Dow down 213. Nasdaq down 54. S&P down 24.
Not really that big of a move, historically speaking. But among the folks who have spent years trading options, Friday was one of the most memorable days ever.
First, a quick chart of the NDX:
The major indexes all pulled back well into the recent Nov-Jan trading range, and have therefore created a failed breakout. Without an immediate and fierce reversal to the upside, this is an ominous sign. All potential swing trades are off. My picky entry rules kept me from going long last week, and I couldn’t be prouder of them. Scribbling notes to yourself for years sometimes pays off!
The increased volatility should create some amazing day trades, and I’ll be actively watching for those each morning that I have the opportunity. As a matter of fact, check out the VIX (volatility index, used to be based on the S&P 100, now based on the S&P 500):
There’s a legend that some traders make their entire living off of one simple trade: anytime the VIX moves more than 10% away from its 10-day moving average, they go the opposite direction. For instance, if the VIX surges 10% above its 10MA, they go long (the VIX spiking up signifies a selloff). If it drops 10% below its 10MA, they go short. That last one is rare, as it’s hard for a “spike” to equal “decreased volatility.”
The VIX closed at 14.56 Friday (its high for the day, BTW). Its 10MA was 11.71, so that puts it over 24% above its 10MA. According to the above trading strategy, that would indicate a hellaciously strong buy signal.
Imagine jumping in and buying after the uncertainty created by Friday’s drop. Spooky, huh? Welcome to trading. Disciplined trade entry and money management rules are the only way to mitigate that fear and pull the trigger when necessary.
I won’t be attempting the “VIX fade,” as I call it. Not because it’s not legit, but because I haven’t studied it enough to know for sure. It sounds sensible enough.
Another painful lesson we all eventually learn is the one about trying to trade someone else’s tips or systems, no matter how well-intentioned. My playbook is currently limited to specific day trade and swing trade setups, and nothing else. Bouncing around from method to method in search of a guaranteed winner is a sign of inexperience, and a sign that one still has some losing, er, learning to do.
“One of the Most Memorable Days Ever”
I love watching new traders’ expressions when they ask “What do you think the market’s gonna do” on expiration day (note: options expiration day, for trading purposes, is the third Friday of each month) and I answer “absolutely nothing.” I always chuckle when I hear lines on the idiot box about the “increased volatility due to options expiration” and especially the dreaded “triple witching.” Increased volatility? The indexes get pinned as expiration week progresses, and there are plenty of good trades to be had simply betting that an index will end up in the middle of the last few days’ range. As a matter of fact, I have a rule in my little notebook that says, “Don’t daytrade optionable stocks on Thurs or Fri of expiration week.” That’s because a day trade has much less chance of success on those days as the stock gets reeled back in from whatever move it tries to make.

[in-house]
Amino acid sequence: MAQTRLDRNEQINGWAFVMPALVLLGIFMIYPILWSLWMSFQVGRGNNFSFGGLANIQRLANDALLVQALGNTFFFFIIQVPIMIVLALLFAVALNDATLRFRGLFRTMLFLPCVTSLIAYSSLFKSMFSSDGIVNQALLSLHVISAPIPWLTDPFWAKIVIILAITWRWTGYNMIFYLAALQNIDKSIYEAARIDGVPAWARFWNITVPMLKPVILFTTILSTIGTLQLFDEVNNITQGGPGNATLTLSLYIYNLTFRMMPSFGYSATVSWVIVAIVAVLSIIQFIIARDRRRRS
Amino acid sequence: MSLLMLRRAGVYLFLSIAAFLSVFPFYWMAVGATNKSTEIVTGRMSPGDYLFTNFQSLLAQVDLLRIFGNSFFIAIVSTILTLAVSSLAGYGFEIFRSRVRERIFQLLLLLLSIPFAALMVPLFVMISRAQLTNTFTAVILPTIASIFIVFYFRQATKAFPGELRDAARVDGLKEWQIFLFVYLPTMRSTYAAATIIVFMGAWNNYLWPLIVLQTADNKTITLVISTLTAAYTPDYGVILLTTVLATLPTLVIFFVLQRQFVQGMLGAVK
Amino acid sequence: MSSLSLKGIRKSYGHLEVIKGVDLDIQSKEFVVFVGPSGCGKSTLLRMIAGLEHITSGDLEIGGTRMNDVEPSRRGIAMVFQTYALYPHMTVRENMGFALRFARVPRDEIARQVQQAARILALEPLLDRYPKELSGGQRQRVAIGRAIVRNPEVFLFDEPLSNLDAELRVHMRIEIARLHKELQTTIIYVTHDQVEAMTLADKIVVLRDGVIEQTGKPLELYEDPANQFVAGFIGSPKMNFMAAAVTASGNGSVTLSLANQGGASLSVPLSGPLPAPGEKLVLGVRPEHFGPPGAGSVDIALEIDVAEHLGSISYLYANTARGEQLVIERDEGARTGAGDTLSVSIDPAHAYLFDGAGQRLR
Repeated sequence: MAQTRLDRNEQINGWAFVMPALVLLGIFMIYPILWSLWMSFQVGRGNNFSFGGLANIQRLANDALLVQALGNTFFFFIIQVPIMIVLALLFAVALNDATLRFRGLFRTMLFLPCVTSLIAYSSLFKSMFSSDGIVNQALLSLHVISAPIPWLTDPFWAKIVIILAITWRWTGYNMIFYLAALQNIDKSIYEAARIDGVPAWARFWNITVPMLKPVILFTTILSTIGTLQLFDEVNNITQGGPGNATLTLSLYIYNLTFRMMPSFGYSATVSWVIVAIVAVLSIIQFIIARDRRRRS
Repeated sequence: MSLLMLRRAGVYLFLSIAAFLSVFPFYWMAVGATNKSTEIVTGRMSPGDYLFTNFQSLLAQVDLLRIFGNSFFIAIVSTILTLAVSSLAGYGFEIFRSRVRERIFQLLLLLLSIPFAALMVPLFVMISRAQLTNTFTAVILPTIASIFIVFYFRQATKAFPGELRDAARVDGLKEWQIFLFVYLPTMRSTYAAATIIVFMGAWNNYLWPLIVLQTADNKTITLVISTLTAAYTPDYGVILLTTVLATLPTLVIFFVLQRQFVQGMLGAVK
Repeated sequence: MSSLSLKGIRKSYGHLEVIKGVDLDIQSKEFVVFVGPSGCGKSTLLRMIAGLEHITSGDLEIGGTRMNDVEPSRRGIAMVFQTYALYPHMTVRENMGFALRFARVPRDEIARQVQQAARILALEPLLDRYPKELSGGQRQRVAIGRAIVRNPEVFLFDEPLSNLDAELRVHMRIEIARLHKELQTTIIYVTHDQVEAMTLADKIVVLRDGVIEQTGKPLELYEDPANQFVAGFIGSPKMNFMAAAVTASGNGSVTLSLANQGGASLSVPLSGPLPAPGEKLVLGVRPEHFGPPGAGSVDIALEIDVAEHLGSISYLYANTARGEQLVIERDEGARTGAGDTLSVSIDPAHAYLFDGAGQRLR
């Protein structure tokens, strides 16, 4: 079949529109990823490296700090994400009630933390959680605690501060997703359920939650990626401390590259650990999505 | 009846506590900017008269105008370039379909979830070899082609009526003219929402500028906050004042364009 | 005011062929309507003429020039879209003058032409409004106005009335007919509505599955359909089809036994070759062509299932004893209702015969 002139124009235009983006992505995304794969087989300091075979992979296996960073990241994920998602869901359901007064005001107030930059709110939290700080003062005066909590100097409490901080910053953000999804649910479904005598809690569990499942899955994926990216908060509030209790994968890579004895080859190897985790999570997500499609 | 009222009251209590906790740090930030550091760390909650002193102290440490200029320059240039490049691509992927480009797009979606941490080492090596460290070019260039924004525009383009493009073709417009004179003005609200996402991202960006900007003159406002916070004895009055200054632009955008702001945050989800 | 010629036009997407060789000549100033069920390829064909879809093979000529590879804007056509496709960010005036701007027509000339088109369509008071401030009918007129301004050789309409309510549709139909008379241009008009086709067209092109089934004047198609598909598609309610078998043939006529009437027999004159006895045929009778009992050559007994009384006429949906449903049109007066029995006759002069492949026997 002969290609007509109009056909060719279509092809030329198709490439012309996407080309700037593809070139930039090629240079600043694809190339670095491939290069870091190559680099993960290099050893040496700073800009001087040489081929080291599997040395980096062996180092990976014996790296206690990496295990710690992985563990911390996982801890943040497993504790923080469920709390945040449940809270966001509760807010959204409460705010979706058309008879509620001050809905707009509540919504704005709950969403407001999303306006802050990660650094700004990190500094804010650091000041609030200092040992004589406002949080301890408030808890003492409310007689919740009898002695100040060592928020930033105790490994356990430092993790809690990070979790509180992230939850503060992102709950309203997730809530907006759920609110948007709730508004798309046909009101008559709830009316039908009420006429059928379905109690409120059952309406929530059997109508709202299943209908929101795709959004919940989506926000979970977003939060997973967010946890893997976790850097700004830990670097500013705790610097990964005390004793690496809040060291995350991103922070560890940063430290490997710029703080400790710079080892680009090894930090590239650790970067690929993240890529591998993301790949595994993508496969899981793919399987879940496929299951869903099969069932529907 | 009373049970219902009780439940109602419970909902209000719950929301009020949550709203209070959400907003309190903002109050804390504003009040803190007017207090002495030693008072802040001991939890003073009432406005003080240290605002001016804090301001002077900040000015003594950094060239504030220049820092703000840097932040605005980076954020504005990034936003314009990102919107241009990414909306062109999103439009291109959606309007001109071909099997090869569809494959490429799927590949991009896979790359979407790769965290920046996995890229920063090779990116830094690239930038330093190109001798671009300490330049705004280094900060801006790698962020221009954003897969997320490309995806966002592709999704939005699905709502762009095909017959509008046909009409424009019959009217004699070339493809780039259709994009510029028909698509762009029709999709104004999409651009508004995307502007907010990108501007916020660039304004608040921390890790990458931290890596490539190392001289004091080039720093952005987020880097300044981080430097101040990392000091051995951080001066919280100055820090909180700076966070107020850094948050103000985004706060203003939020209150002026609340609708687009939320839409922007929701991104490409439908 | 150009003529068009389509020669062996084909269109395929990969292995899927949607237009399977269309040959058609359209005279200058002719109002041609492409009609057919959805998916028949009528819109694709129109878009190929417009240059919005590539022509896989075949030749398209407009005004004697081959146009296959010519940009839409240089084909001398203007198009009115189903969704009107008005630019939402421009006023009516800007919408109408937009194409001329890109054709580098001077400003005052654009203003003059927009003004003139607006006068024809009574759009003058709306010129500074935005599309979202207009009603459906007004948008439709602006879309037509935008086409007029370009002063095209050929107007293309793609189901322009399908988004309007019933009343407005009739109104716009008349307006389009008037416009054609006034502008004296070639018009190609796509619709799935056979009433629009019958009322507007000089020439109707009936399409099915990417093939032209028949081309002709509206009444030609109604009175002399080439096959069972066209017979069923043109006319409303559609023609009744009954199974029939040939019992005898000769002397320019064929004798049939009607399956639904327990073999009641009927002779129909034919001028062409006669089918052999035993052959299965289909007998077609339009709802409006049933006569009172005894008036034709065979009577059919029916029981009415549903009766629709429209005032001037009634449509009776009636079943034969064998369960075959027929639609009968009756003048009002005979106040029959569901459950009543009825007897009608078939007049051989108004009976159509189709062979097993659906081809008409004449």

By around lunchtime on Friday, I was surprised. By 3pm, I was stunned. I couldn’t remember the last time I saw a move like this on expiration day. This was big. Friday night, after getting the kids settled down, I fired up the ‘puter and did some number crunching. I’ve never actually seen any published statistics about expiration day and its supposed “volatility,” but I knew from experience that it’s unusual for expiry day to be anything but dead boring, movement-wise.
Here’s how I did my little impromptu volatility study:
I downloaded historical data on the Qs (volume numbers more reliable than index volume) back to the beginning of 2000, so I could include the huge lurches the market made in ‘00-’02.
Wrote an Excel spreadsheet to determine whether a given day was options expiration day (hint: use the DAY and WEEKDAY functions within a couple of nested “ifs”), then compared the volatility of that day’s range to the previous 20 days.
I made this comparison by taking the average range of the previous 20 days, then the standard deviation in range over the same period, and finally calculating how many standard deviations away from the average expiry day fell.
Using standard deviations from average factored out the confusion that would be created from trying to simply compare absolute ranges over the years, which would be apples to oranges. An expiry day in 2000 with a range of $4 wasn’t such a big deal if the Qs were $80 and the average range for the previous 20 days was $5/day.
The results of my study of expiration Fridays over the last 73 months are as follows:
50 expiration Fridays (68.4%) have been of average volatility (+/- one STD).
17 expiration Fridays (23.3%) have been significantly less volatile than average (more than 1 STD below average).
Only 6 expiration Fridays (8.2%; less than one per year) have been significantly more volatile than average (more than 1 STD above average).
That’s right: fully 92% of expiration Fridays have been of average volatility or less . So much for the “increased volatility of triple witching.” But that’s not the clincher:
No wonder Friday seemed so unusual. One thing is for sure- anyone who happened to be loaded with puts cleaned up like never before (or, almost never). Cheers to them.
What’s this mean for the future? I think that for certain it means we’ll be seeing wider price swings, which is music to the ears of daytraders. It may also mean that we’ve just reached some sort of major inflection point in the market. The new trend will emerge soon enough, and we’ll know for sure.